Receiving a heart transplant
On a perfectly normal October morning, 18 year-old Donna Richardson set off from home as usual for the short walk to college.
Donna recalls: “I had a bad stabbing pain in my back, which I put down to indigestion but it got worse as I walked and my friends eventually called my mum to come and pick me up. When I started to get pins and needles in my arm after a sleep on the sofa, mum called the doctor’s surgery and on their advice dialled 999 for an ambulance. Two minutes after we arrived at my local hospital I had two massive heart attacks.”
Heart bypass operation
Donna was transferred to the John Radcliffe hospital in Oxford where she underwent a double heart bypass operation. Although the surgery went well, she could not be weaned off the machine that was doing the job of her heart during the operation.
The surgeons suspected that a transplant was Donna’s only option and contacted Mr Asghar Khaghani, consultant cardiothoracic surgeon and director of the Transplant Unit at Harefield. As Donna was too sick to be transferred, Mr Khaghani and a team of doctors and nurses travelled to her at the John Radcliffe.
It was immediately clear that Donna’s heart was not functioning and that she needed a transplant. To support her until a donor organ became available, a further operation was performed to implant a left ventricular assist device (LVAD). This device is often used as a bridge to transplant surgery, helping the heart to function until a donor heart becomes available.
It was another fifteen days before she was well enough to be transferred to Harefield for specialist care by the transplant team. Donna was then visited by Heather Constance, one of Harefield’s three transplant coordinators, and it was only then that she realised she needed a heart transplant.
“I was pretty scared,” she remembers, “but Heather told me what was involved, and explained that although I’d have to wait until a suitable donor became available, it would help me if I was fitter and feeling better before the transplant happened. I knew that without a transplant I wouldn’t have a future”.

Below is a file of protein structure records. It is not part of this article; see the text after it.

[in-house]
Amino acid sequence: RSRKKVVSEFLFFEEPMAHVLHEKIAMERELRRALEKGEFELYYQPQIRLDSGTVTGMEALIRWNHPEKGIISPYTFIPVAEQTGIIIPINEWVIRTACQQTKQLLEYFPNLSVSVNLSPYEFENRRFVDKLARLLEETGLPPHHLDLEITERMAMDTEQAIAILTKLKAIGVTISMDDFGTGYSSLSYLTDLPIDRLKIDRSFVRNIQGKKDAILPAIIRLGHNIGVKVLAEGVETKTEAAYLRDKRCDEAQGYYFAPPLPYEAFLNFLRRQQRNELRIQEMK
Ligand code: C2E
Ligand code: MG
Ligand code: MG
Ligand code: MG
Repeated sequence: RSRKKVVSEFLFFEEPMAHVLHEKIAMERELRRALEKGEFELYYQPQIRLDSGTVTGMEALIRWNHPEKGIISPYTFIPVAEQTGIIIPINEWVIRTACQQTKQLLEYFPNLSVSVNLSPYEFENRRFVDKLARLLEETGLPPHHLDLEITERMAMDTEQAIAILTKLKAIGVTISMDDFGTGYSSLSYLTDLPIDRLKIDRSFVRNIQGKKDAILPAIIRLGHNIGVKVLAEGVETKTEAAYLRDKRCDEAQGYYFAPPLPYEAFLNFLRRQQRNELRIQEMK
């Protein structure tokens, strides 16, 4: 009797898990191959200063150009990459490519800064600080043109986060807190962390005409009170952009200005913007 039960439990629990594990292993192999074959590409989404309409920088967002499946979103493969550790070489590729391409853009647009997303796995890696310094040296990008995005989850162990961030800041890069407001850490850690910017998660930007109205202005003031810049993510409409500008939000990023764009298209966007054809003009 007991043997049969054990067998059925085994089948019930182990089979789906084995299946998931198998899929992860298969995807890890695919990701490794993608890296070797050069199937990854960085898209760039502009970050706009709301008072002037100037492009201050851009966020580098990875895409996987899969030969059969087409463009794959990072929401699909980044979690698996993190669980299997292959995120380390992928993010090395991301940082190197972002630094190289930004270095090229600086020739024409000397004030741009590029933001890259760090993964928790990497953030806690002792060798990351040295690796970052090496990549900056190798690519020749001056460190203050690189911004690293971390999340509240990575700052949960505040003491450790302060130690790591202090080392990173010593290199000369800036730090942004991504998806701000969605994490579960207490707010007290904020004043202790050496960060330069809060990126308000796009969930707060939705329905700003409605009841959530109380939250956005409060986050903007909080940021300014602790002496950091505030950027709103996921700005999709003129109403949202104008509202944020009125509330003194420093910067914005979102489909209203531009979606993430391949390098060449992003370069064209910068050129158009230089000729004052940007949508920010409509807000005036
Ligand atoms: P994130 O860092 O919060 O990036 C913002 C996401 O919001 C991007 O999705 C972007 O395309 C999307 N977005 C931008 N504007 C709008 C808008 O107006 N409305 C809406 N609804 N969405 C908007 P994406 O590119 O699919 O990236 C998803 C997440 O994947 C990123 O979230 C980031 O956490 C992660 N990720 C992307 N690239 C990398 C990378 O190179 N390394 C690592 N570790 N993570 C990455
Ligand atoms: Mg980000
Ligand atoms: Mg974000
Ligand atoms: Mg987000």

Support from other patients
She spent another five months at Harefield recovering. “It was really hard when another patient who was put on the waiting list after me had a transplant before me – even though I knew that it was all about having a suitable donor,” says Donna “but the staff helped me through all that.
The nurses were lovely and I could speak to the Unit’s psychologist when I felt the need. They also organised talks from previous patients who’d been through it all, and it was helpful to hear from them.”
Just as Donna was preparing for her very first home visit, a donor heart became available. The double operation – to remove the LVAD and then transplant the donor heart – took nine-and-a-half hours. Because of the extent of the surgery, Donna was expected to remain in a serious condition in ITU for a week. In fact, she was out within four days.
Up in four days
“While I was still unconscious, I was trying to pull out my breathing tubes. The staff thought this was a good sign and so brought me around! I was sitting up on the fourth day and was walking about on day five. I was at Harefield for another three weeks, recovering from the surgery and having lots of physiotherapy. I had been pretty much bed-bound for months so had to get the strength back in my muscles and learn to walk up straight again after I’d lost the weight of the LVAD machine. The physios were great – they gave me my own exercise cycle in my room, so that really helped.”
Donna now has a check-up every six months and takes anti-rejection drugs every day. “I strongly believe that that the law should be changed so that we are all potential organ donors unless we take action to opt out,” she concludes.
“Just like most people I didn’t have reason to think about it before, but the shortage of donors means that there are many patients like me who may never get the chance to live a normal life again.”